The Offspring left on the 28th, and after we'd seen him off at the airport we got the new 24-hour airport bus service and finished up at Cibeles. We had lunch at the James Joyce pub and when we came out I noticed that the queue for the Belén (Nativity scene) at Nuestra Señora de Communiciones (formerly the main Post Office, now the Municipality HQ) was very short. We joined it, and we were inside in about ten minutes. I'd suspected that this year's Belén would be a small and disappointing affair, what with Spain being bankrupt and that, but it wasn't. It was enormous and splendid - the best I've ever seen. After that we went for a wander in Retiro Park, where we saw a red squirrel wandering around a lawn, and as the sun set we went to look at the marvellous Christmas lights on Calle Serrano.

We had an elaborate plan for New Year's Eve. We were going to wander up to the Plaza de Castilla, from where we might be able to see some fireworks. But at about 11.30 we decided not to do that. So we stayed home and watched it on the telly. I picked out the best 24 grapes that we had (silly Spanish tradition - eat one grape for each bong of the midnight bells and you'll have good luck for the next year), and dug out the cava flutes. One of MamaDuck's brothers Skyped us from the UK at ten to midnight, and stayed with us until New Year arrived in the Canaries (and the UK, of course) an hour later. Great fun, and an unexpected pleasure. We stayed up for an hour or two after that, watching old clips of Spanish stars doing their stuff - one of them was a young Teresa Rabal!

In the following days I tried to do some work, but my heart wasn't in it. The Christmas season in Spain doesn't end until the Magic Kings have been - they come on the evening of 5th Jan and the kids wake up to get their presents on the 6th. We toyed with the idea of taking the stepladder and watching the main parade on the Paseo de la Castellana, but MamaDuck came home from wherever she'd been with the idea that there would be a Cabalgata de los Reyes Magos on Calle Bravo Murillo, a very short walk from where we live. So we went to that one instead (I hadn't realised before, but many of the outlying barrios of Madrid have their own parades) - it was a much smaller affair, but it did mean we actually got some of the sweets that they throw from the floats, and we got to see Teresa Rabal yet again on the Circus's float.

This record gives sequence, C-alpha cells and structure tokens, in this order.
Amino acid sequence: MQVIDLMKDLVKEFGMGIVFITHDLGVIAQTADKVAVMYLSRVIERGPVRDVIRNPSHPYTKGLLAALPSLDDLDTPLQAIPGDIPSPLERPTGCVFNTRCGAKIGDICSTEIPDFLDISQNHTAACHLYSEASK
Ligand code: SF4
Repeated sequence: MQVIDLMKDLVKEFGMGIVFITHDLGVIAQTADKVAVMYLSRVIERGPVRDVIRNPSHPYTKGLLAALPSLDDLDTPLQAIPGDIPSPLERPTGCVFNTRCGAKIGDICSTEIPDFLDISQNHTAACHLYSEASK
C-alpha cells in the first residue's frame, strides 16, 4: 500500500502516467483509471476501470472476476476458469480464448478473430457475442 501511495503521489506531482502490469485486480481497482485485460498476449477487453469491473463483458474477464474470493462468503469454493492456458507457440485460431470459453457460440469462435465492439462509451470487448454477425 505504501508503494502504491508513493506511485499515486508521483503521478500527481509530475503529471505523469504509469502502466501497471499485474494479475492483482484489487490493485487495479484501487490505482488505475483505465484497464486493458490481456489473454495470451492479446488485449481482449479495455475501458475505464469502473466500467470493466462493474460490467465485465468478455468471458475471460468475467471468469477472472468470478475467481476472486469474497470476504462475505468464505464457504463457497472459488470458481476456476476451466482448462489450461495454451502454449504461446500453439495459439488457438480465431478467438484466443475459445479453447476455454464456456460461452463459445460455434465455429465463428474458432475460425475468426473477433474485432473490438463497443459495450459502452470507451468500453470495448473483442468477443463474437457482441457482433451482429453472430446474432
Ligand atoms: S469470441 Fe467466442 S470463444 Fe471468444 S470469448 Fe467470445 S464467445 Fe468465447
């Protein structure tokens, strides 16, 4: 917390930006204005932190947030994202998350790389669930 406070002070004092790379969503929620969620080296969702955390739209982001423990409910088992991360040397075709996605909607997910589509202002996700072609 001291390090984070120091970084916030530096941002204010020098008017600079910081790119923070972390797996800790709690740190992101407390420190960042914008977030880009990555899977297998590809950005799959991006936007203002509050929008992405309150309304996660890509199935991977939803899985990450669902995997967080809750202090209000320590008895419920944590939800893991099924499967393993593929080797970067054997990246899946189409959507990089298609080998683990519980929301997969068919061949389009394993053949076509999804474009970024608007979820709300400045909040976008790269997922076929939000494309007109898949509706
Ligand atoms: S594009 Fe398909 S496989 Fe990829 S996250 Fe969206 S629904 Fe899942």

So there ya go. Another magical Madrid festive season, only slightly ruined by the introduction of a smoking ban in all bars and restaurants. Sales of outdoor heaters are rocketing, apparently.

¡Feliz Año a todos!


Macthomson said...

Nice to have you back. Your account of the holiday is very enjoyable reading and... congratulations on the success of the mince pies!

Istanbilly said...

Wotcher Keffieboy - happy festive stuff and what have you. Hope 2011 is absolutely fabulous and the pie business makes you loads of dosh!

Best wishes to mama duck

Cheers from both of us

Mr and Mrs Istanbilly

Seabee said...

Best to you too for 2011 (can it really be 2011 already?).

Well done with the pie biz, that seems to have taken off nicely.

Jayne said...

Crikey, you have been busy! All the best for this year keefie & I hope your businesses go from strength to strength :-)